5. The faculty member collects evidence by assembling all relevant documentary evidence and creating a paper trail of all that occurs after the alleged act of academic dishonesty. Often the evidence will include various samples of the student’s work showing a radical disparity in style or ability.
6. If the faculty member finds the student to have been dishonest, the faculty member may resolve the matter by determining an appropriate course of action, which may include an oral or written warning; or a grade of “F” or zero on an assignment, project, or examination; or a lower grade or grade of “F” or “No Pass” for the course. The completed Academic Integrity Concern Form is submitted to the Dean of Students and to the Dean of Instruction.
7. In the event the faculty member’s investigation is pending at the time course grades are due, the faculty member may elect to submit a mark of “I” (Incomplete), with the student informed in writing by the faculty for the reason for the investigation and the incomplete mark via the Academic Integrity Concern form.
1. If the accused student contests the faculty member’s decision, a meeting with the Dean of Students and the Dean of Instruction may be requested.
2. If the faculty member wishes to assign a grade of “F” or “No Pass” for the course, or initiate further disciplinary action (e.g., place the student on program-based academic probation), the student is entitled to a meeting with the Dean of Students and the Dean of Instruction for the purpose of further inquiry into the incident.
3. Within ten (10) working days of receiving the Academic Integrity Concern Form, the Dean of Instruction coordinates a meeting between all parties regarding the alleged incident of academic dishonesty. Official notification of this meeting should be in writing. The purpose of the meeting is for the student to hear the charges and present his/her side of the case. The Dean of Instruction will consider any evidence submitted within seven (7) days of the meeting, and interview persons as warranted. The Dean of Instruction determines if the action recommended by the faculty member is appropriate. If the student misses the meeting, the faculty member and the Dean of Instruction may proceed with the process to completion.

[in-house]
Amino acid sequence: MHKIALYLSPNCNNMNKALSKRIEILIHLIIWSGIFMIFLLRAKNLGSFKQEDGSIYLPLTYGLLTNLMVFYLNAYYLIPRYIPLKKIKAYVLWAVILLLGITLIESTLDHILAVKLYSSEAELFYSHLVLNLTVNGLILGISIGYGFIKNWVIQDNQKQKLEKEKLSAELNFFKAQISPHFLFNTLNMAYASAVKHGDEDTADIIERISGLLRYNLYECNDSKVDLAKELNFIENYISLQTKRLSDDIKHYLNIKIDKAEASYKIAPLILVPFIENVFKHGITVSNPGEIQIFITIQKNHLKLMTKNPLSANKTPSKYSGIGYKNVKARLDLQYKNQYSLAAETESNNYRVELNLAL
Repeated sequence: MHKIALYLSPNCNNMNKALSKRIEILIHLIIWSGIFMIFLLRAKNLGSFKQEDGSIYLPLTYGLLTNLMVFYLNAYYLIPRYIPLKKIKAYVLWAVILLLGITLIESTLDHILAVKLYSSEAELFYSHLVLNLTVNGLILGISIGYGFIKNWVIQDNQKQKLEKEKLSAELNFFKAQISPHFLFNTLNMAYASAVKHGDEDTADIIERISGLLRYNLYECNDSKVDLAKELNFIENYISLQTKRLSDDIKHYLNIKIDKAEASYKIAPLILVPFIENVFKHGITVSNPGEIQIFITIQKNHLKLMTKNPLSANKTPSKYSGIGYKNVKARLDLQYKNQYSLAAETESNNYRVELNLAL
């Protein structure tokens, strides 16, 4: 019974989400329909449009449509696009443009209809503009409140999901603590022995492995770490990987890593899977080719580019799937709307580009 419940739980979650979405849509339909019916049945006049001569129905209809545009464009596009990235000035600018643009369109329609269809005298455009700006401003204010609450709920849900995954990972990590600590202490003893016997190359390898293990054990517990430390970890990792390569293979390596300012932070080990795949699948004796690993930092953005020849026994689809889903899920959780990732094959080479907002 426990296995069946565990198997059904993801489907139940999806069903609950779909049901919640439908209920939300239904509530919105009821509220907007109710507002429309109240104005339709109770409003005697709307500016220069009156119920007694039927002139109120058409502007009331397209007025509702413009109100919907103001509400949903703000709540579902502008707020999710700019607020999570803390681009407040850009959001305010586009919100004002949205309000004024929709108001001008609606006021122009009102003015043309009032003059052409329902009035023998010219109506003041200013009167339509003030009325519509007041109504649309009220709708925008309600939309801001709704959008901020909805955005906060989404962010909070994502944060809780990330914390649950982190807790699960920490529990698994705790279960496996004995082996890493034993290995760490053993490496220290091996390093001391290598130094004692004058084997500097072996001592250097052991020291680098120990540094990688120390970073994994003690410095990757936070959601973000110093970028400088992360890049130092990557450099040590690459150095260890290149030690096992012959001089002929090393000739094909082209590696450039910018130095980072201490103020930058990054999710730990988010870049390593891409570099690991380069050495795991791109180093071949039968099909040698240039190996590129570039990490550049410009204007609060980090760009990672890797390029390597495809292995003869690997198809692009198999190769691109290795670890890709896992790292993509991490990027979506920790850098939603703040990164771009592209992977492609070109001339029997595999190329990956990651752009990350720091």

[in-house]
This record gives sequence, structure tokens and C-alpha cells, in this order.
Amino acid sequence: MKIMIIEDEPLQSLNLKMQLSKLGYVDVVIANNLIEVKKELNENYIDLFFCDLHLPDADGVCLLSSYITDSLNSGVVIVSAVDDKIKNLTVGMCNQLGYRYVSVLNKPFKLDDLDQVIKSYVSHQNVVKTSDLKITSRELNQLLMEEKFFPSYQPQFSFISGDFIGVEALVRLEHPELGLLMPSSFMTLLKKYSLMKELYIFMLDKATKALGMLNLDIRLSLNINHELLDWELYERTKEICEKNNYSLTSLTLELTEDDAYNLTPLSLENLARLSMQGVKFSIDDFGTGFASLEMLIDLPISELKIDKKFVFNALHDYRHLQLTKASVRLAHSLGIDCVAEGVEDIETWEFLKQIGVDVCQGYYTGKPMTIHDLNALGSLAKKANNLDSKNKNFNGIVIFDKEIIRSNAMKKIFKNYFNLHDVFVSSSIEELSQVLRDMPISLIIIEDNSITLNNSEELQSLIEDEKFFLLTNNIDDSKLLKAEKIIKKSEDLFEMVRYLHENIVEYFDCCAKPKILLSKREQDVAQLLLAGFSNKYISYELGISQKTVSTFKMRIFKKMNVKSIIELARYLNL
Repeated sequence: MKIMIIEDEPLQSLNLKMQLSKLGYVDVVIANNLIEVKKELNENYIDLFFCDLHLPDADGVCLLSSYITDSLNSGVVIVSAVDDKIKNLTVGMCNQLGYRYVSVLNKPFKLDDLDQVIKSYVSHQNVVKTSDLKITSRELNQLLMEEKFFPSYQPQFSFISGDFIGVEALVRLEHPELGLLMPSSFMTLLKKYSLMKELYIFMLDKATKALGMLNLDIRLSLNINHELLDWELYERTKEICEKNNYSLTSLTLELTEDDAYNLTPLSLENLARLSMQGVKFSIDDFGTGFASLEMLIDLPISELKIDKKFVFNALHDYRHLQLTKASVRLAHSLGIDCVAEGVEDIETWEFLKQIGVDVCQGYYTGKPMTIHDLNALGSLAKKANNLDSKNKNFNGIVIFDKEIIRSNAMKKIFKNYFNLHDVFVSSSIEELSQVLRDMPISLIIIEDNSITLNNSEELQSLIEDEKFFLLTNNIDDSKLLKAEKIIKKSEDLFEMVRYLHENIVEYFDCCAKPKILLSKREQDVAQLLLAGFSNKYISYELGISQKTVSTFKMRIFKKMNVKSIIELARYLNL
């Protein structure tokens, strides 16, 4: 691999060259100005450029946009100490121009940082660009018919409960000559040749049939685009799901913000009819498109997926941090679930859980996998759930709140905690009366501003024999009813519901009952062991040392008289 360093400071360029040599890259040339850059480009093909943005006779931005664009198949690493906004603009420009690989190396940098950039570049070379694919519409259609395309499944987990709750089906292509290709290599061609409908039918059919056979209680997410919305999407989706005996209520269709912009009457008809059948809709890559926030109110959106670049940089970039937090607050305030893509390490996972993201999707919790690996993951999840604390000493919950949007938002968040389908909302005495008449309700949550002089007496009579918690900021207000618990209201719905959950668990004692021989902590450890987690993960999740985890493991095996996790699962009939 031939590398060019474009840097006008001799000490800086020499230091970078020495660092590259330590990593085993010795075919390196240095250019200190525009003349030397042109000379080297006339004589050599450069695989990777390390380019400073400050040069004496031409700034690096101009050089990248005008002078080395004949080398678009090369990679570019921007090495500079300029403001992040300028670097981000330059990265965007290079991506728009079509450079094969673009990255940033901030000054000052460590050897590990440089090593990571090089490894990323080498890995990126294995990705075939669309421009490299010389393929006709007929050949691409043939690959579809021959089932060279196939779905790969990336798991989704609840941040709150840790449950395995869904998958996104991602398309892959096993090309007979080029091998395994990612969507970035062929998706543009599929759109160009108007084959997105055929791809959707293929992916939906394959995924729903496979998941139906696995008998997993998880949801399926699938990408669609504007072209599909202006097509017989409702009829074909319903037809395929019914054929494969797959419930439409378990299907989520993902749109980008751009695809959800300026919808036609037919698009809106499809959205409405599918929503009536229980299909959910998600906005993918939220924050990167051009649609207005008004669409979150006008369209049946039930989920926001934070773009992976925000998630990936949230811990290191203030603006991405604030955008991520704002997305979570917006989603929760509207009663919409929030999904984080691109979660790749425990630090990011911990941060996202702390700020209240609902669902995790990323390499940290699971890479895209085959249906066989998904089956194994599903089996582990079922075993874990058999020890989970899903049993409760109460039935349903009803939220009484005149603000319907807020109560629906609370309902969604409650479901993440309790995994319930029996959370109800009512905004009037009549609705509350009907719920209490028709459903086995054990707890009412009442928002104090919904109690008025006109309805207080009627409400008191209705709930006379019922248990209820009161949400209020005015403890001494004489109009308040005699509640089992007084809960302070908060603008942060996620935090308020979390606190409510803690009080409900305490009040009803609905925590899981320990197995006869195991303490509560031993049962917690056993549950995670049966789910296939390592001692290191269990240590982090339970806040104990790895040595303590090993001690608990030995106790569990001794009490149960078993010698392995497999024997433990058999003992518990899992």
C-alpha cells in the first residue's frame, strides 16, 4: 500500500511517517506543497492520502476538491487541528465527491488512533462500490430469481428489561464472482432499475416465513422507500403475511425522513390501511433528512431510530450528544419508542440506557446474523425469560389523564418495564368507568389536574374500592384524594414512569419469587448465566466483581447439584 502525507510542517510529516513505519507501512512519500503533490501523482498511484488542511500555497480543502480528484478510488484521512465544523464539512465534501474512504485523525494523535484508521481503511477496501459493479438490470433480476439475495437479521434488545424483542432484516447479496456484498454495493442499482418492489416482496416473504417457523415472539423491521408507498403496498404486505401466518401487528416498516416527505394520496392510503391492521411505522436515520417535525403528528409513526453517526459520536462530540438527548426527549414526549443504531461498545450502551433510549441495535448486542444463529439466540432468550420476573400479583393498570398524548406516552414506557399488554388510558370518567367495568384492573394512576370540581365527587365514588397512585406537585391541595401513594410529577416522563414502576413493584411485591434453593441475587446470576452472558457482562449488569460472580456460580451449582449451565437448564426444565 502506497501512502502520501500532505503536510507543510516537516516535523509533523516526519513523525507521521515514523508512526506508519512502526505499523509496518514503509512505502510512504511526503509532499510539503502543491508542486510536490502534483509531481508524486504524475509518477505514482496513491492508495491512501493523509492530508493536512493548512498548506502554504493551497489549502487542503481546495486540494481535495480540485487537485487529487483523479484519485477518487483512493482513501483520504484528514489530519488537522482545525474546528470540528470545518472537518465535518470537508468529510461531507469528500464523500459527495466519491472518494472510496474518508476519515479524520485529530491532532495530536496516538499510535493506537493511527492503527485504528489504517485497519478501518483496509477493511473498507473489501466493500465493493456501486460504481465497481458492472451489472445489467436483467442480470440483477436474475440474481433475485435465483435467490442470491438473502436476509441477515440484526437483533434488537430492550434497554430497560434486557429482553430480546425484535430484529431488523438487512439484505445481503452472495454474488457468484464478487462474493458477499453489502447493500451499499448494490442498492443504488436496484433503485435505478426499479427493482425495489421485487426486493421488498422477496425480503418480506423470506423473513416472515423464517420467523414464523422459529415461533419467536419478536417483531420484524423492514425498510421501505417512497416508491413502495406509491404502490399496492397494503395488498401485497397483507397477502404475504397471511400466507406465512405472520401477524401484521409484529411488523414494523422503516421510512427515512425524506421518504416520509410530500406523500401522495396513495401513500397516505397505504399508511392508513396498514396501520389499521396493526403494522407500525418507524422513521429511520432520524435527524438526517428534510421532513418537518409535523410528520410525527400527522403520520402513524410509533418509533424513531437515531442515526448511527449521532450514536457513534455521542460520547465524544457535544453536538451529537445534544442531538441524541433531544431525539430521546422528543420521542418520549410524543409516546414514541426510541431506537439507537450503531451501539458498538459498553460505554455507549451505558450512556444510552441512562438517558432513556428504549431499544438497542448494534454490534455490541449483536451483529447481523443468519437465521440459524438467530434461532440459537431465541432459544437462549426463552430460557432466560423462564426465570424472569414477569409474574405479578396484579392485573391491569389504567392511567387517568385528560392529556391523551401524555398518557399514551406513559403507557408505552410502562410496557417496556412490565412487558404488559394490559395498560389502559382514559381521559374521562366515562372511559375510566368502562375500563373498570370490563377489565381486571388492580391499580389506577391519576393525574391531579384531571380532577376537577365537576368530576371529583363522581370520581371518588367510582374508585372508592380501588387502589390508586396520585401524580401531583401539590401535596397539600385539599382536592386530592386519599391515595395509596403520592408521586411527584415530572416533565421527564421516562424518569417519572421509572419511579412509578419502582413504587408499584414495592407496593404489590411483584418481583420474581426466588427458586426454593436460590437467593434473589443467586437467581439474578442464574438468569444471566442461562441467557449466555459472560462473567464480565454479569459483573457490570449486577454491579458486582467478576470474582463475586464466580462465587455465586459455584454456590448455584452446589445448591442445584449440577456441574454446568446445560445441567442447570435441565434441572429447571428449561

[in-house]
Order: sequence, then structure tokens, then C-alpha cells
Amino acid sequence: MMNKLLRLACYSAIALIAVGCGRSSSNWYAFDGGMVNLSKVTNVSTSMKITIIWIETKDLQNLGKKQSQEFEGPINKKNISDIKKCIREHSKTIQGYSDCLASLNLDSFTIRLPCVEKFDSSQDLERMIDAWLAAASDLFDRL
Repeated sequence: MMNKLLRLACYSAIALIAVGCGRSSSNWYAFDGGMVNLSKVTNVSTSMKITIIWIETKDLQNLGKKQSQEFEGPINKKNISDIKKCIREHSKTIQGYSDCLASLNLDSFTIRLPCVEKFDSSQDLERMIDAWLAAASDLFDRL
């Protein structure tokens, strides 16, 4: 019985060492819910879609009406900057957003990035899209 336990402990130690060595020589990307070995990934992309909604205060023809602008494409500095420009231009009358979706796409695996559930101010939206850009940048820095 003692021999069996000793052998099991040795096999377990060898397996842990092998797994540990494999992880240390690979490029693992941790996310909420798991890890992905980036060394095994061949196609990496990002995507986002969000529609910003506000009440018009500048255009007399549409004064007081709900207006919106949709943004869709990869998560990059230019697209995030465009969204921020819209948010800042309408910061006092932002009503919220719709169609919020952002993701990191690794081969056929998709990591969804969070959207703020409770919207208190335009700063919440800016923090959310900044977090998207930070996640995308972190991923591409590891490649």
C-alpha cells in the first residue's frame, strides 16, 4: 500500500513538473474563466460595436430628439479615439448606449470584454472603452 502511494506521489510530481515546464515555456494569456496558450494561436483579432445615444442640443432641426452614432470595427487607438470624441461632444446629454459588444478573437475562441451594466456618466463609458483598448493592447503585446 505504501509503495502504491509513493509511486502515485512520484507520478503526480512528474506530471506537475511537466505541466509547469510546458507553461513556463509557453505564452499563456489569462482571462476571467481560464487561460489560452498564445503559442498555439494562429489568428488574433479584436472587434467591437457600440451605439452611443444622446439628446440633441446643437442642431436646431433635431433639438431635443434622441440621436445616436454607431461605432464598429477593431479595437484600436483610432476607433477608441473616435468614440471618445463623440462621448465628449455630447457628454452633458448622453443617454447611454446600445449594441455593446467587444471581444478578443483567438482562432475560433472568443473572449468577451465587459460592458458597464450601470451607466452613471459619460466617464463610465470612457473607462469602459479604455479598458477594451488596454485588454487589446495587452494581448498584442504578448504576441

4. Within five (5) working days of the meeting, the Dean of Instruction sends written notification of the results of the inquiry to the student, faculty member, and the Dean of Students. The decision of the Dean of Instruction is final.
5. Further consequences may be imposed by the Dean of Instruction in cases of grievous violations of academic honesty or for a continued pattern of violations.
See Conflict Resolution (Student Grievance Procedure).
A. If a student is found guilty of violating academic honesty, any one or a combination of the following consequences may be imposed by the faculty member:
Contents of this policy and procedure were adapted from Chemeketa Community College.
Reviewed and Approved by Council of Curriculum and Instruction: May 12, 2004.